U.S. Secretary of State Hillary Rodham Clinton arrived in Pakistan Friday in attempt to restore sullied relations following the American raid that killed Osama bin Laden last month.
Clinton was joined in Islamabad by Adm. Mike Mullen, chairman of the U.S. Joint Chiefs of Staff - the two most senior American officials to visit Pakistan since the May 2 raid - to deliver a two-pronged message: The United States wants to smooth over differences caused by the bin Laden operation - one that was kept secret from Pakistan's top Army and intelligence. She also reiterated the importance of the United States and Pakistan working together for security.
Clinton and Mullen first met with Pakistan President Asif Ali Zadari before sitting down with military chief Gen. Ashfaq Parvez Kayani.
She told President Zadari that the U.S. maintains very strong support for the relationship and our commitment to working with and supporting Pakistan, The Associated Press reported.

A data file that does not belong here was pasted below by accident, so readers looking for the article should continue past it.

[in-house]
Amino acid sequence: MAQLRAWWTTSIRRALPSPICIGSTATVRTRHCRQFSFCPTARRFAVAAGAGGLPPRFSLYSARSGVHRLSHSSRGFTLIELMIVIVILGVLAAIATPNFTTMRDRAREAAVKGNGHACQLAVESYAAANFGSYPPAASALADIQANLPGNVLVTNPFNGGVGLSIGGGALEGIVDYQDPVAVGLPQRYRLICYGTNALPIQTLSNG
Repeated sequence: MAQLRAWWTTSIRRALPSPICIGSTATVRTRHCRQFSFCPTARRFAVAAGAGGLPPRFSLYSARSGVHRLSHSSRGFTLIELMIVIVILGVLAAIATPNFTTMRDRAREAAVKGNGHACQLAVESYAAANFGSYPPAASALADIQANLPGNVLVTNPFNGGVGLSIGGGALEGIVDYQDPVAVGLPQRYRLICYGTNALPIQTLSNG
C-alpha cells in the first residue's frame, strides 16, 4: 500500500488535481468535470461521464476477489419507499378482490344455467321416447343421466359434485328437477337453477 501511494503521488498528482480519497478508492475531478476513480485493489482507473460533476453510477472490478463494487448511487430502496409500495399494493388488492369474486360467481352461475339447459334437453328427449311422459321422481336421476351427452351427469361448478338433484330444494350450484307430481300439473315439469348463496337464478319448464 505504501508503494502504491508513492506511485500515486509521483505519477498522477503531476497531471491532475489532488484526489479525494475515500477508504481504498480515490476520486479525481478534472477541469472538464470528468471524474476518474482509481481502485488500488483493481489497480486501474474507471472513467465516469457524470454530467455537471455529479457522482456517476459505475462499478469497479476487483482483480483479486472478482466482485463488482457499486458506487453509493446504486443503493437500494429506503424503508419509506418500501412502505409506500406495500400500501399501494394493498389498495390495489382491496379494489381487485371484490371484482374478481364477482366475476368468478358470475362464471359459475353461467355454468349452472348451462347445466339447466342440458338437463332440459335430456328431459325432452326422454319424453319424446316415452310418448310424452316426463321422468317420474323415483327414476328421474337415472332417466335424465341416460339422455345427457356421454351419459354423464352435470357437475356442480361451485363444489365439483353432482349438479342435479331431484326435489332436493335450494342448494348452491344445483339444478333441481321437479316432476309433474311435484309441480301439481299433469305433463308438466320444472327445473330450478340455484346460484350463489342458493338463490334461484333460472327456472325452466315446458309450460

The duo also delivered, again, the stern warning lower-ranking U.S. officials have been making to Pakistan since the bin Laden raid: If Pakistan is seen playing both sides, the billions of dollars in military and development aid will decline.
The secretary of state's trip had been kept secret for security reasons and was scheduled to last less than six hours, the Wall Street Journal reported.
I believe strongly it is in our national-security interests to have a comprehensive, long-term partnership with the government and people of Pakistan, Clinton told reporters in Paris Wednesday. As you know, we've been building that partnership through a series of ongoing high-level engagements. We will be working through these near-term challenges.
She also said there is no evidence senior people in Pakistan knew that Obama was so close.